You know that feeling you get when you turn on the radio and hear “Bum bum bum bada bumbum!” and you’re like “Heck yeah, Under Pressure is my jams!” But then instead of hearing Queen and David Bowie it ends up being “Ice Ice Baby”? Multiply that exact feeling of disappointment by several magnitudes, and you’ll know what it’s like to miss a mega rarity.
Although I saw it on the first day it showed up, James had never seen a Northern Lapwing. This particularly reliable individual had been hanging out next to a pond in rural
, and as soon as James came
home for Spring Break, we headed out to see it. We arrived to see a half dozen
birders milling around their scopes, and it soon became clear the bird hadn’t
been seen since that morning, when a bold photographer ventured to close and
flushed it from its favorite field. It was a tough loss. Person
So instead we turned our minds to herping. Even though it’s been quite frigid outside, the herping season kicked off with a bang. Salamanders prefer to do their breeding in the moist and cold weather of late February and early March, as the summer months prove a little sweltering for them. James and I visited a couple sites in
and after turning a couple logs, we found our lifer Spotted Salamanders. Duke Forest
It’s a species I’ve been wanting to see for quite some time, and these large salamanders have the typical Ambystoma temperament. They are extremely docile and slow-moving, probably a side effect of having to breed in 40-degree temperatures. However, our next quarry couldn’t have been different. In a different part of the forest, we found a ton of Red-backed Salamanders, including one log that had seven individuals under it!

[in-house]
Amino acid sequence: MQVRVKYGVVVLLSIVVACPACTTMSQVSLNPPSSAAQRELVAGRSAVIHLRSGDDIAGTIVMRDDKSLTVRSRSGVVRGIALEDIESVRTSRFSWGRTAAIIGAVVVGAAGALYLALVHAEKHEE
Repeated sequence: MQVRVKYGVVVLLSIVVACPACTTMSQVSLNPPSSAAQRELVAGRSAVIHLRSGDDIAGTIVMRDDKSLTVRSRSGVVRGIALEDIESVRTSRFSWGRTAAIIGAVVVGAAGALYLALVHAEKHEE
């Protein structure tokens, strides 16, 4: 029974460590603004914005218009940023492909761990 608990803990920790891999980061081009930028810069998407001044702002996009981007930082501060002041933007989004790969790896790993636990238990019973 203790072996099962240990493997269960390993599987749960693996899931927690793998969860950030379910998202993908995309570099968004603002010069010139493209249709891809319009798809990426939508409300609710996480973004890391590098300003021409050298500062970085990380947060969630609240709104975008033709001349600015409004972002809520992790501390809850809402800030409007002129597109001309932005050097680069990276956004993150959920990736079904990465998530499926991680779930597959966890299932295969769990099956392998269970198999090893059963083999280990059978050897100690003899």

They’re the complete opposite of Spotted Salamanders. Small, lithe, and quick moving, the Red-backed Salamanders were extremely difficult to photograph, and would often scurry off the log before we could photograph them. There are two color morphs of these guys – one dull and gray (the “lead-backed” kind), and one much more vibrant (the nominate “red-backed”). Of course, we wanted to photograph the more colorful type, which we soon achieved with a little luck.
But James was still left without his lifer Northern Lapwing. After a report that the bird had returned to its field the day after we missed it, James planned another trip without me (who knew work could be so lame). Again, James found himself in the same situation we faced the first time: he was at the field; the bird was not. After several birders came and went, the bird magically appeared in a far corner of the field, and he was able to snap this long-distance photo.
|Vanellus vanellus - the lapwing so nice they named it twice.|
Normally, just seeing a European mega-rarity is treat enough. It’s especially relieving for James, because he went to
and still missed this great shorebird. But to photograph what constitutes the
third record of Northern Lapwing for North
Carolina, the first one that’s even been chaseable?
That my friends, is the Vanellus icing on the cake.